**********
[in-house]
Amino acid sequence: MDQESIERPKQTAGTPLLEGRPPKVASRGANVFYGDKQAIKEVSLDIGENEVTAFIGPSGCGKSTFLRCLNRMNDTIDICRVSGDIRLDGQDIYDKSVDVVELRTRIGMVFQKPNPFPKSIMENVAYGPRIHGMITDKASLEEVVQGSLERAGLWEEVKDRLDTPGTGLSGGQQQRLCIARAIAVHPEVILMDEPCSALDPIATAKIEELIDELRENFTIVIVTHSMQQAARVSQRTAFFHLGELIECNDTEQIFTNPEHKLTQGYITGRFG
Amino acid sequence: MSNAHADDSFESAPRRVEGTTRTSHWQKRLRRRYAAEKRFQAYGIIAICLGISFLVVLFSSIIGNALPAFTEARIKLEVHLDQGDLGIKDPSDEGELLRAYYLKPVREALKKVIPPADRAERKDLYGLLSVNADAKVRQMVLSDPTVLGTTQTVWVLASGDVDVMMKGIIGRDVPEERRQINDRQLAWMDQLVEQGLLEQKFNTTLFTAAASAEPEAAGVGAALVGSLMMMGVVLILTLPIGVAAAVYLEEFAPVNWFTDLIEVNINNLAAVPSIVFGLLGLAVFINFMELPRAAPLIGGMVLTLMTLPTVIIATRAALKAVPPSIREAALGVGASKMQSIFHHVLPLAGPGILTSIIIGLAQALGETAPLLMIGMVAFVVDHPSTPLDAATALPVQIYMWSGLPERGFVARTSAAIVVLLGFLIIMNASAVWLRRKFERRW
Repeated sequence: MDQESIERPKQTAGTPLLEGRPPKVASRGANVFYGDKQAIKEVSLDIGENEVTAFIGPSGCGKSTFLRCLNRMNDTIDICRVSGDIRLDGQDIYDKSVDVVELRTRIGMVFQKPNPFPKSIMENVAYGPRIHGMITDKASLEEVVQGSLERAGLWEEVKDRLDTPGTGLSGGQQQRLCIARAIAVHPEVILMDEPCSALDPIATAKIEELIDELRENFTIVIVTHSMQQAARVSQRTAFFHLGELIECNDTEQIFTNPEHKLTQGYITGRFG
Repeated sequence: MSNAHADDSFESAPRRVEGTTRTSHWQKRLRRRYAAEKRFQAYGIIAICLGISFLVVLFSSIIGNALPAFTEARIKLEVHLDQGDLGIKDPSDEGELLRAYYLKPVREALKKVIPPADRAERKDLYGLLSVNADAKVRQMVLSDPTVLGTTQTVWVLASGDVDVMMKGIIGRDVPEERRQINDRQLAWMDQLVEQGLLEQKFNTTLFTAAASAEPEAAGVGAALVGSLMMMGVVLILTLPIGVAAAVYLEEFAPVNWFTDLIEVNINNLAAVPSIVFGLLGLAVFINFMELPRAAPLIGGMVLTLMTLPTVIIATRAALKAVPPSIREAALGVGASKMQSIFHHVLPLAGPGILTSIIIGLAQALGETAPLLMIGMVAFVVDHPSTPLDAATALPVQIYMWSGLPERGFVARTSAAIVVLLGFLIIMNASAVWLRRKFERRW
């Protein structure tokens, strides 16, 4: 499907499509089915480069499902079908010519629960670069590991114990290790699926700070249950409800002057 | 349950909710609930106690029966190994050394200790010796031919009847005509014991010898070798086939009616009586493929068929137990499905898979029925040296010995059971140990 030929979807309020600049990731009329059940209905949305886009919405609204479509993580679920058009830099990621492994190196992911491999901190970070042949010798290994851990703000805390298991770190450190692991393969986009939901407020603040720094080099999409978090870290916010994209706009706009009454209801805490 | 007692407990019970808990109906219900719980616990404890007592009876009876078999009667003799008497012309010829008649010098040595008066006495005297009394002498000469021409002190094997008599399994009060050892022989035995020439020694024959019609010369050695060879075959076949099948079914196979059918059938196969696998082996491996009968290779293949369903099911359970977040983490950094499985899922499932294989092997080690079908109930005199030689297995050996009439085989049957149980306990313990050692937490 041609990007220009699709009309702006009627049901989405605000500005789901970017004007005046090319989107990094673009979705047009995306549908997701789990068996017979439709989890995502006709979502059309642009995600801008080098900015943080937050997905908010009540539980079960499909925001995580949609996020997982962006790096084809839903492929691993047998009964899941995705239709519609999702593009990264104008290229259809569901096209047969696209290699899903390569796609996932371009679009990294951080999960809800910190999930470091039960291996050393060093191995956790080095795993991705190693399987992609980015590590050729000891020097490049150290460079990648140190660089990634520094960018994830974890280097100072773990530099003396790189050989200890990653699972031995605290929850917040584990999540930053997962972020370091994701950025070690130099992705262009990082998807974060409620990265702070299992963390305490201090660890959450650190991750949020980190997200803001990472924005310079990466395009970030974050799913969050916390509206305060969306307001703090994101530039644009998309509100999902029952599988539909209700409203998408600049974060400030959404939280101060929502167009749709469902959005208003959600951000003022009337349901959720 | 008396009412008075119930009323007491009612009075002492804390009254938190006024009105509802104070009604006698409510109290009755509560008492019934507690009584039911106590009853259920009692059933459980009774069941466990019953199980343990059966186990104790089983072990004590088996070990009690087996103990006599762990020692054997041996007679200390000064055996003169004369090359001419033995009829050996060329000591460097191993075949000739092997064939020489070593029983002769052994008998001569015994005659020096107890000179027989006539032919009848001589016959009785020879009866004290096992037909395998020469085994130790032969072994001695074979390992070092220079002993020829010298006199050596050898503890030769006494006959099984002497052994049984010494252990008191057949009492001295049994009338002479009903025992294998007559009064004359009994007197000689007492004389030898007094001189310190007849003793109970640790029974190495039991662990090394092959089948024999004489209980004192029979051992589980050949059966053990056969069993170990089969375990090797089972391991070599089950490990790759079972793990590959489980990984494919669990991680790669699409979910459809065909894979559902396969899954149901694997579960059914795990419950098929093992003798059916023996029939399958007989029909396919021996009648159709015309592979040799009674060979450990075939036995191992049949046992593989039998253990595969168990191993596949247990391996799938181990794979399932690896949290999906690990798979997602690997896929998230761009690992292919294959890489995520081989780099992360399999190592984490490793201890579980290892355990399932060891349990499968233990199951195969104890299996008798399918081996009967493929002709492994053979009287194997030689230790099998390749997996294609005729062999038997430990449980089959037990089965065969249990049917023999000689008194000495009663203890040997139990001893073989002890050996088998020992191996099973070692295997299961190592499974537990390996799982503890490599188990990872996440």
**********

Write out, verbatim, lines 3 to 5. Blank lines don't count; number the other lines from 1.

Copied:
Amino acid sequence: MSNAHADDSFESAPRRVEGTTRTSHWQKRLRRRYAAEKRFQAYGIIAICLGISFLVVLFSSIIGNALPAFTEARIKLEVHLDQGDLGIKDPSDEGELLRAYYLKPVREALKKVIPPADRAERKDLYGLLSVNADAKVRQMVLSDPTVLGTTQTVWVLASGDVDVMMKGIIGRDVPEERRQINDRQLAWMDQLVEQGLLEQKFNTTLFTAAASAEPEAAGVGAALVGSLMMMGVVLILTLPIGVAAAVYLEEFAPVNWFTDLIEVNINNLAAVPSIVFGLLGLAVFINFMELPRAAPLIGGMVLTLMTLPTVIIATRAALKAVPPSIREAALGVGASKMQSIFHHVLPLAGPGILTSIIIGLAQALGETAPLLMIGMVAFVVDHPSTPLDAATALPVQIYMWSGLPERGFVARTSAAIVVLLGFLIIMNASAVWLRRKFERRW
Repeated sequence: MDQESIERPKQTAGTPLLEGRPPKVASRGANVFYGDKQAIKEVSLDIGENEVTAFIGPSGCGKSTFLRCLNRMNDTIDICRVSGDIRLDGQDIYDKSVDVVELRTRIGMVFQKPNPFPKSIMENVAYGPRIHGMITDKASLEEVVQGSLERAGLWEEVKDRLDTPGTGLSGGQQQRLCIARAIAVHPEVILMDEPCSALDPIATAKIEELIDELRENFTIVIVTHSMQQAARVSQRTAFFHLGELIECNDTEQIFTNPEHKLTQGYITGRFG
Repeated sequence: MSNAHADDSFESAPRRVEGTTRTSHWQKRLRRRYAAEKRFQAYGIIAICLGISFLVVLFSSIIGNALPAFTEARIKLEVHLDQGDLGIKDPSDEGELLRAYYLKPVREALKKVIPPADRAERKDLYGLLSVNADAKVRQMVLSDPTVLGTTQTVWVLASGDVDVMMKGIIGRDVPEERRQINDRQLAWMDQLVEQGLLEQKFNTTLFTAAASAEPEAAGVGAALVGSLMMMGVVLILTLPIGVAAAVYLEEFAPVNWFTDLIEVNINNLAAVPSIVFGLLGLAVFINFMELPRAAPLIGGMVLTLMTLPTVIIATRAALKAVPPSIREAALGVGASKMQSIFHHVLPLAGPGILTSIIIGLAQALGETAPLLMIGMVAFVVDHPSTPLDAATALPVQIYMWSGLPERGFVARTSAAIVVLLGFLIIMNASAVWLRRKFERRW